Find out which fruit and vegetables are in season in October and how to make the most of your seasonal produce in Autumn.
The mornings are getting chillier, the nights are drawing in and before long the clocks will be going back. Autumn is well and truly here and I’m ready for it!
I love Autumn cooking, when I can start to serve up pies, casseroles, crumbles and piles of mashed potatoes again. It’s comfort food, isn’t it? And that feels like just what we need right now.
The bounties of the summer may be starting to fade, but there’s still plenty of delicious fruit and veg around. In fact, some of my favourite produce comes into season in Autumn, so don’t think that Autumn food is boring!
Here are just a few of the seasonal fruit and vegetables that you’ll see this month in your supermarkets, local markets, farm shops and greengrocers. As always, you’ll find some overlap with the previous month, so do check out the monthly post for September seasonal food as well.
Just a reminder: I don’t believe that it’s necessary to eat strictly seasonal food all through the year. There’s an important place for imported fruit and veg, especially in the winter when local produce could start to get a bit monotonous. But I do strongly believe that seasonal fruit and vegetables help to add variety to your menus throughout the year, make meal planning more interesting and help you to benefit from seasonal bargains and gluts.
Yes, I know that apples are available all year around and that, if you look after them, apples will store really well through the winter.
But autumn is when they really come into their own and you’ll find different varieties of apple coming into season over the next couple of months. Did you know that there are over 2500 varieties of apple in the UK alone, and around 7000 varieties worldwide? I find that absolutely amazing!
So instead of sticking to the same old variety all the time, why not try out a new variety of apple this Autumn?
As well as being great to eat as they come, apples are fantastic cooked into a variety of cakes and puddings, and are also a key ingredient in chutneys as well. You can even add them into savoury dishes – they’re great shredded into a coleslaw or roasted with sausages or pork chops.
Fennel is a hugely versatile vegetable that I don’t use anywhere near enough, so I’m planning to make more use of it during its season this year.
It has a delicious mild aniseed flavour and can be used in a wide variety of recipes. You can add it raw into a coleslaw, roast the bulb in the oven, saute it with onions as the start of a soup or stew… And don’t forget that the delicate fronds at the top of the bulb are also a delicious herb that you can use in garnishes, salads, dips and more.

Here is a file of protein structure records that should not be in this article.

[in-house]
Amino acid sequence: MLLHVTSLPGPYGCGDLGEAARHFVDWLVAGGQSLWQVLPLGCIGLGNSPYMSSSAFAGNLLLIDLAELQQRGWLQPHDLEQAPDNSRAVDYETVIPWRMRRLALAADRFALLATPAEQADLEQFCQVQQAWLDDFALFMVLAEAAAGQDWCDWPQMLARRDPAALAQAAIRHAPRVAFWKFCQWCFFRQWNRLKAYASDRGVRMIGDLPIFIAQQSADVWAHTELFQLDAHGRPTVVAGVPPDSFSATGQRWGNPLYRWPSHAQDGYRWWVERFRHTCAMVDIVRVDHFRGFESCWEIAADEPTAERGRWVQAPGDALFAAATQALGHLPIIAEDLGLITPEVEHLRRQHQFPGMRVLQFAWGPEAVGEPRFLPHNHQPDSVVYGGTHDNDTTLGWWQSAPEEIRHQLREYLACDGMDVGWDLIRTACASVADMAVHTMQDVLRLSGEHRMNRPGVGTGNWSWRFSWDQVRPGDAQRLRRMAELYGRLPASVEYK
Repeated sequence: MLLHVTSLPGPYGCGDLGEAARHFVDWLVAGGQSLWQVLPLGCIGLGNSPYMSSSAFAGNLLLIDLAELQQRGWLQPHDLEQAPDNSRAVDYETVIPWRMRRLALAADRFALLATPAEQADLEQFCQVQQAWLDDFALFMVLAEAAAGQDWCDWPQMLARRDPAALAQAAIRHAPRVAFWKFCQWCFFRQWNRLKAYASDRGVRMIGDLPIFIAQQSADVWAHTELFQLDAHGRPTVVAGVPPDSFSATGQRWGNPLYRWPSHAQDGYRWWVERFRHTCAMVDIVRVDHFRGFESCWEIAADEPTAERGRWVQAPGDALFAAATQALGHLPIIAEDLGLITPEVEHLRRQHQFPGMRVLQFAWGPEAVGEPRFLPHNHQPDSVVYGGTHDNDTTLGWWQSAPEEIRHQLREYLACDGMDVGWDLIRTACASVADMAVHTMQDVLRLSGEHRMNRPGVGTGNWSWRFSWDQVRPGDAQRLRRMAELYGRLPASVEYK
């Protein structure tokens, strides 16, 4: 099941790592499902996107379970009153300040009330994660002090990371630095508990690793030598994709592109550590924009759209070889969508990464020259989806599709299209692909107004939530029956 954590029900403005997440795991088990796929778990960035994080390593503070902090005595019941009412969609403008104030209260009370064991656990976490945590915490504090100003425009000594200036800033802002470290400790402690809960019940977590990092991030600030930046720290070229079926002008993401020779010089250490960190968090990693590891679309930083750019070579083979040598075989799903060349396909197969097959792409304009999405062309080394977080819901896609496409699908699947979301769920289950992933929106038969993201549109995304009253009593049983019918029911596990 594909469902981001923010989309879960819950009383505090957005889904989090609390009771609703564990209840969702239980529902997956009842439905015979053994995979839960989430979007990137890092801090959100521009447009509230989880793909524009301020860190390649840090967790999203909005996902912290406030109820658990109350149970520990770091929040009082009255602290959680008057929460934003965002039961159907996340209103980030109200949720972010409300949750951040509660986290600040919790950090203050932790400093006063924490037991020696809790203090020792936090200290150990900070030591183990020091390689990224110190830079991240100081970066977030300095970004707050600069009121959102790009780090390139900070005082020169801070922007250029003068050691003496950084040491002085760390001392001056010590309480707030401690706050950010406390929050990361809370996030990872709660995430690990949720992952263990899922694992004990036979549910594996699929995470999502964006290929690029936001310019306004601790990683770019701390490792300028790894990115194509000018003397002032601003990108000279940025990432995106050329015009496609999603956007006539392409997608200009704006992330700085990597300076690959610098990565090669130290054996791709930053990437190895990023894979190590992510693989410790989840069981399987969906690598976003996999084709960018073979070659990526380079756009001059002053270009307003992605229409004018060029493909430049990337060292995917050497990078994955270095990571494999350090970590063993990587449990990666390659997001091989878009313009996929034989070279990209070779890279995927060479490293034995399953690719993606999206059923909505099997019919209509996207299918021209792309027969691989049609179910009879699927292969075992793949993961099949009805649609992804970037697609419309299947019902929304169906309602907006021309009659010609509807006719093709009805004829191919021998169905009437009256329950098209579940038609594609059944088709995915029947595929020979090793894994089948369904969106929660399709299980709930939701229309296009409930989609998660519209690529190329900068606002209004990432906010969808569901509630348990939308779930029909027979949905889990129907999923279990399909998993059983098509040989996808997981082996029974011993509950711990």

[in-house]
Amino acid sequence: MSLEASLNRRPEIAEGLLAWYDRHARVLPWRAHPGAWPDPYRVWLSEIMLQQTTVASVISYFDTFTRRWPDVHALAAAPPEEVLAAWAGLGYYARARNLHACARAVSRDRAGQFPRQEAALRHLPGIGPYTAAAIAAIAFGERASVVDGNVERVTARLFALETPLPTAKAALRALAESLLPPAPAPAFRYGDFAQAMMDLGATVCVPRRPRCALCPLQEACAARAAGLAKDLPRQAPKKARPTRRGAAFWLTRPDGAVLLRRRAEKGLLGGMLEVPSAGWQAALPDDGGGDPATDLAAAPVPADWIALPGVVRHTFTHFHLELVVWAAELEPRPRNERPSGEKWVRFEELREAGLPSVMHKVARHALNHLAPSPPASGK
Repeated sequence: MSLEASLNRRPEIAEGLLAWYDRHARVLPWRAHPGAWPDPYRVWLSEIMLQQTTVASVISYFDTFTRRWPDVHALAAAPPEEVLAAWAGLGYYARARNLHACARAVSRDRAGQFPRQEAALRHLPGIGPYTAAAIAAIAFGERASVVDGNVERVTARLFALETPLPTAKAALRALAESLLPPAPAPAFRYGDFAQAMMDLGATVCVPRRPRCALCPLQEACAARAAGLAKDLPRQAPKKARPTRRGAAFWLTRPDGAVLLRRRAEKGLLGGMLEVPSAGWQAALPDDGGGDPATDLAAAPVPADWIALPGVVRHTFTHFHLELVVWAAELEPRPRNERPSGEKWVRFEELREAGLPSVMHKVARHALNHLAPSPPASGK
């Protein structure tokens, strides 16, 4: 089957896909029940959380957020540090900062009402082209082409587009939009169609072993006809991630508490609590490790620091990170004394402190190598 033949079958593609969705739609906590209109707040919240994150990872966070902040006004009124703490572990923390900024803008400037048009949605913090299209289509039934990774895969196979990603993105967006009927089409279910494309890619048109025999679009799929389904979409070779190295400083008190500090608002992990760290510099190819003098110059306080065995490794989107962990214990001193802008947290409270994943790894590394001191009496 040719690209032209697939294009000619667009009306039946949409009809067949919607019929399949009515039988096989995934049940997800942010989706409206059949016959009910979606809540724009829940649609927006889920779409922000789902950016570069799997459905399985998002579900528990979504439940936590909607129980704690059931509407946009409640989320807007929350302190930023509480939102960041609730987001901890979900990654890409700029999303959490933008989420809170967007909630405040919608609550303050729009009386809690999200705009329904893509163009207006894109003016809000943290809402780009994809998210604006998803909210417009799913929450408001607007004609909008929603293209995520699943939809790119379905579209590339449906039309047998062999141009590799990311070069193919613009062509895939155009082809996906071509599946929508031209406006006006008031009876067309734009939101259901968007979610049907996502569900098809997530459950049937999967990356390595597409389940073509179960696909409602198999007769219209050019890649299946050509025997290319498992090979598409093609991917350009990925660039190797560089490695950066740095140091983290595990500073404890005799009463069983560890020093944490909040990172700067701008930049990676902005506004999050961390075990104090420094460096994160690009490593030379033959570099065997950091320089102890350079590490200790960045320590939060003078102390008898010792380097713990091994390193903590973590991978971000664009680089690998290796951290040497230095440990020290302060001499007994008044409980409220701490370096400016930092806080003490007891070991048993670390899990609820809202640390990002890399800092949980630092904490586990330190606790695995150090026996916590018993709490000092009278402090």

I love leeks and definitely get full use of these in the cooler months. I chop them finely to use as part of the base for casseroles, smother them in cheese sauce and bake as a side vegetable, and add big chunks of them to a spicy vegetable stew.
Like other members of the onion family, the flavour of leeks gets sweeter if you cook it low and slow. I like to gently saute some thinly sliced leeks in butter, add some grated cheese and a splash of cream and then pile the mix on top of a thick slice of toast before grilling to brown the top. It’s a delicious light dinner that’s great for using up that last bit of cream in the pot.
Pumpkins and Squash
Well, I can’t really talk about October’s seasonal produce without mentioning pumpkins, can I? I’ve hollowed out and carved so many pumpkins over the years but the great big pumpkins that we use for Jack o’Lanterns is only one of a wide variety of squash.
The bigger pumpkins can lack flavour and be a bit watery, but roasting the flesh might help with that. I love roasting slices of butternut squash that have been rubbed in a mix of oil and spices, or turning it into a rich, velvety butternut squash soup that makes a warming lunch or an elegant starter.
Why not keep your eyes open for some of the more unusual squash this pumpkin season and see what you can make with them?
If you’re lucky enough to have a patch of blackthorn bushes near you, the fruit (known as sloes) will be coming into season around now. They’re ready for picking from now until the end of the year but you may have to be very quick to get hold of any, because these are a very popular foraging fruit.
Sloes taste better after the first frost, but our winters have become so mild recently that you might be waiting a long time for that and the birds will probably have had them by then. You can replicate the effect of the frost by popping the sloes in the freezer before you use them, which helps to split the skin as well as reducing the bitterness.
As always, here are a few very basic guidelines for foraging:
- Be sure you know what you’re picking, and leave it if you’re in any doubt
- Don’t pick fruit from below waist height (to avoid dog and fox wee!)
- Avoid picking fruit that is growing near roads due to the fumes from passing traffic
- And make sure you leave some for the wildlife and other foragers!
Once you’ve picked your sloes, you can turn them into sloe gin, sloe brandy or make them into a jam.
Some of the other fruit and vegetables in season in October include:
- Borlotti Beans
- Cabbages (Green)